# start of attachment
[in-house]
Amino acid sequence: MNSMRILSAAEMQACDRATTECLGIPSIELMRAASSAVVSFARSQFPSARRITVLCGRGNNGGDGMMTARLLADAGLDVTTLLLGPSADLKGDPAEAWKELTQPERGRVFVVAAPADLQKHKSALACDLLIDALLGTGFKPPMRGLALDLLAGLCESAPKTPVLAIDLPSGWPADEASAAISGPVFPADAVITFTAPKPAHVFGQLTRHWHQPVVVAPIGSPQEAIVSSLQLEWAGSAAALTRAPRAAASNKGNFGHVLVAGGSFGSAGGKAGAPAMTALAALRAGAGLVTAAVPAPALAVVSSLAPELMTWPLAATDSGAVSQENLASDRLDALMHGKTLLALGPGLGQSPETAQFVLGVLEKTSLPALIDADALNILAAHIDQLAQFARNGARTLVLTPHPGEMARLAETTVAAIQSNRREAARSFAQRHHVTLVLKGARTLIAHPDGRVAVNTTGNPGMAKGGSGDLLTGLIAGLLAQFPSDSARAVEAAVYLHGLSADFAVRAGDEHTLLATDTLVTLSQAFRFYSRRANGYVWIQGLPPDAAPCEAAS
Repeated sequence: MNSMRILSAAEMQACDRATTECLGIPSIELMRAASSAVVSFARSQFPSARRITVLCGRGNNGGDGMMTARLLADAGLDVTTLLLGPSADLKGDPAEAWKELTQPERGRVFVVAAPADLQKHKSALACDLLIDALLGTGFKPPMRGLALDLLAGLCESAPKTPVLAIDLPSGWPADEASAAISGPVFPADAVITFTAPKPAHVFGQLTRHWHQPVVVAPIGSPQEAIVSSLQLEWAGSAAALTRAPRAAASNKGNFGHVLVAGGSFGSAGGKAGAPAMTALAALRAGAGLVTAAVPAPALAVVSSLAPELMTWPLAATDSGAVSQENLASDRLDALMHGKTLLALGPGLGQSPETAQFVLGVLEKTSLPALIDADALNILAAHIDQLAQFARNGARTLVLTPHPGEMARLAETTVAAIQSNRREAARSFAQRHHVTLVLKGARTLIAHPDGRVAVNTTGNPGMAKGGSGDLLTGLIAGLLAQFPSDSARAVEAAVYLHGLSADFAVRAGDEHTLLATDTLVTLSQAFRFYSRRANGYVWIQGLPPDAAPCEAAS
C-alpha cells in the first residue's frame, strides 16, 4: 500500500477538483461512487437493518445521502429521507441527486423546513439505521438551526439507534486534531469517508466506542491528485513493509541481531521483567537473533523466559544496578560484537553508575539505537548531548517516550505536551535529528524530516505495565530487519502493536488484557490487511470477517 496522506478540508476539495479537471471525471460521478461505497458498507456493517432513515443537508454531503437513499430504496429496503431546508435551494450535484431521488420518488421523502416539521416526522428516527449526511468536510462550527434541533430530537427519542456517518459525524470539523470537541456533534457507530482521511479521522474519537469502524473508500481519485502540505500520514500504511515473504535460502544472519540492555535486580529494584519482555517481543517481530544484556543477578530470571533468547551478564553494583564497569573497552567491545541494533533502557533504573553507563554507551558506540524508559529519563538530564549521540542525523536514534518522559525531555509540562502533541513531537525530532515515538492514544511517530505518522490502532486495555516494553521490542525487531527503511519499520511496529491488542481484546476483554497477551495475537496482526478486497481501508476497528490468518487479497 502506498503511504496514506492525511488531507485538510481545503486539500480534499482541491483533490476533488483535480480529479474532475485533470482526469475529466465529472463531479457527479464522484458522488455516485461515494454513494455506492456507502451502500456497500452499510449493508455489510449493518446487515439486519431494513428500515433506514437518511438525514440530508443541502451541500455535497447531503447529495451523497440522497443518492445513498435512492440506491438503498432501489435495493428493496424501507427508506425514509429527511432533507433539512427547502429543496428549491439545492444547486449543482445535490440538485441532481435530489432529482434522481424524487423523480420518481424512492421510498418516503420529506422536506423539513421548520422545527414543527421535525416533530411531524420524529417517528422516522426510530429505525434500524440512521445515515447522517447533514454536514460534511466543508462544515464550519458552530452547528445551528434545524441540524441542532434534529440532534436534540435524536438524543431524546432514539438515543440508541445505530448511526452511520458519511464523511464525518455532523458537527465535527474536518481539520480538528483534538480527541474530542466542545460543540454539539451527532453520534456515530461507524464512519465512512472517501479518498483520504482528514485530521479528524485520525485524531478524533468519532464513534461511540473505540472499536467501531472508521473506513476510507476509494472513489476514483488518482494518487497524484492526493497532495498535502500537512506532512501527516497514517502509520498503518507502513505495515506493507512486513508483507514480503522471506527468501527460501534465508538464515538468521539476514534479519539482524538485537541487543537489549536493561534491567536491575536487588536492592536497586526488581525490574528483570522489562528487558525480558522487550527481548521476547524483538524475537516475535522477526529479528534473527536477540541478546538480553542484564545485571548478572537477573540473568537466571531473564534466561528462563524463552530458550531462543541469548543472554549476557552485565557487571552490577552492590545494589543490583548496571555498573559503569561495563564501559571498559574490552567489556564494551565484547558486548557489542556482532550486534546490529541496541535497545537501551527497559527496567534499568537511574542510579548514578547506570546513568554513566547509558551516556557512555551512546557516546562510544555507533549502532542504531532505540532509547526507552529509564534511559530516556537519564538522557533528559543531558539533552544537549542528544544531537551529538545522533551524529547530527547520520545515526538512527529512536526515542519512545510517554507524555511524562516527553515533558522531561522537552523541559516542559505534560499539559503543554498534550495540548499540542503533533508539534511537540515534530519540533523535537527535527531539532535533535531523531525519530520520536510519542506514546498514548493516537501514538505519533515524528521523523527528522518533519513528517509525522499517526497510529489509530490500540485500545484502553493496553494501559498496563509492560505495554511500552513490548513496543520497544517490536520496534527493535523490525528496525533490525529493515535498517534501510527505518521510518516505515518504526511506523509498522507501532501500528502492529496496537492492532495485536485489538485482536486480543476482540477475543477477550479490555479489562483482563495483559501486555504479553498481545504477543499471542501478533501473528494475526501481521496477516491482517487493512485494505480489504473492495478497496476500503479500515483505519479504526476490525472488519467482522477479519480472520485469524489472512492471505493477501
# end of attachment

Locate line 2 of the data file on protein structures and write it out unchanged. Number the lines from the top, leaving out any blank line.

Amino acid sequence: MNSMRILSAAEMQACDRATTECLGIPSIELMRAASSAVVSFARSQFPSARRITVLCGRGNNGGDGMMTARLLADAGLDVTTLLLGPSADLKGDPAEAWKELTQPERGRVFVVAAPADLQKHKSALACDLLIDALLGTGFKPPMRGLALDLLAGLCESAPKTPVLAIDLPSGWPADEASAAISGPVFPADAVITFTAPKPAHVFGQLTRHWHQPVVVAPIGSPQEAIVSSLQLEWAGSAAALTRAPRAAASNKGNFGHVLVAGGSFGSAGGKAGAPAMTALAALRAGAGLVTAAVPAPALAVVSSLAPELMTWPLAATDSGAVSQENLASDRLDALMHGKTLLALGPGLGQSPETAQFVLGVLEKTSLPALIDADALNILAAHIDQLAQFARNGARTLVLTPHPGEMARLAETTVAAIQSNRREAARSFAQRHHVTLVLKGARTLIAHPDGRVAVNTTGNPGMAKGGSGDLLTGLIAGLLAQFPSDSARAVEAAVYLHGLSADFAVRAGDEHTLLATDTLVTLSQAFRFYSRRANGYVWIQGLPPDAAPCEAAS